When Bush stammers publicly about freedom, democracy, and the axis of evil, American media commentators gloss his remarks positively. Reporters and pundits chronically overestimate Bush in much the way Chance's admirers do, discoursing about him as if he actually possessed a political philosophy and an understanding of government policies. They overlook, understate, or make excuses for his slipshod syntax, reliance on clichés, and inability to answer either theoretical or factual questions. They inevitably refer to him as if he were a "real" person with a complex sensibility, rather than a simulacrum entirely composed of sound bites and photo opportunities.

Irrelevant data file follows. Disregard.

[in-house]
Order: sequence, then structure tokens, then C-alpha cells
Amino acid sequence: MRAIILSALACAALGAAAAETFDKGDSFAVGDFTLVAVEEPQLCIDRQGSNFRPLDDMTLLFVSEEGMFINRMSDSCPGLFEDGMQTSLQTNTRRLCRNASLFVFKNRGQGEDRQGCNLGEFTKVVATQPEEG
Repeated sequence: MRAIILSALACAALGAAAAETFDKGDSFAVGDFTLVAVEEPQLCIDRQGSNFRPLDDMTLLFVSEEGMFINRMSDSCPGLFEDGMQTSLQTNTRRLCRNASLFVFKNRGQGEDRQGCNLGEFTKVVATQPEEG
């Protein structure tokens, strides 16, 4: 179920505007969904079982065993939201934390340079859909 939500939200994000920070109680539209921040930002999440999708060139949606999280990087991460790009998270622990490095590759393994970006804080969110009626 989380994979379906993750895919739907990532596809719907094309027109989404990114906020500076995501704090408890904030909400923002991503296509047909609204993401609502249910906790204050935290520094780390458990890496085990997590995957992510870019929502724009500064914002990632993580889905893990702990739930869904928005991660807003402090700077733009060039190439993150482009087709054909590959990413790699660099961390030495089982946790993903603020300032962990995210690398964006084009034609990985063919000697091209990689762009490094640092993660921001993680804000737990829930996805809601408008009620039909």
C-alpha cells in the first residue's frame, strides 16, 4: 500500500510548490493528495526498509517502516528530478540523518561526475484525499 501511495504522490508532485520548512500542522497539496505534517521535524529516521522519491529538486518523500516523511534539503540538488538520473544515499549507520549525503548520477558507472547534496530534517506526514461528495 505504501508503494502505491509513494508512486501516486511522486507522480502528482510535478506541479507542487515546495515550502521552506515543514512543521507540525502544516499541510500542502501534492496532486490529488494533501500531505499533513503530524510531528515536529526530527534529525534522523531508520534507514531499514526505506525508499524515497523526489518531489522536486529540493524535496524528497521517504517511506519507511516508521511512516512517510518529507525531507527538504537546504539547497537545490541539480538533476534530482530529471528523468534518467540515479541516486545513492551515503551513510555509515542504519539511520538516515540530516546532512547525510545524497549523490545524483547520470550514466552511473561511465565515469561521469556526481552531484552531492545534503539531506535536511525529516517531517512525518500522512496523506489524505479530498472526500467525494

After the press conference of April 13, 2004, for example, one television reporter acknowledged that Bush had spoken "clumsily" at times, but speculated that the president's plain speech is part of his appeal, that he uses the idioms of ordinary Americans. Other commentators approved his evident "conviction" about the war in Iraq -- referring to moments when Bush uttered the clichés about freedom with apparent vehemence. On the April 13th, 2004, edition of Hardball, Chris Matthews expressed his admiration for Bush's refusal to acknowledge any responsibility or any mistakes -- a bizarre encomium, considering the long and embarrassing moments when Bush slouched down the side of the podium, grinning and stammering, unable to think of any response, as if a computer virus had infected his personal software.
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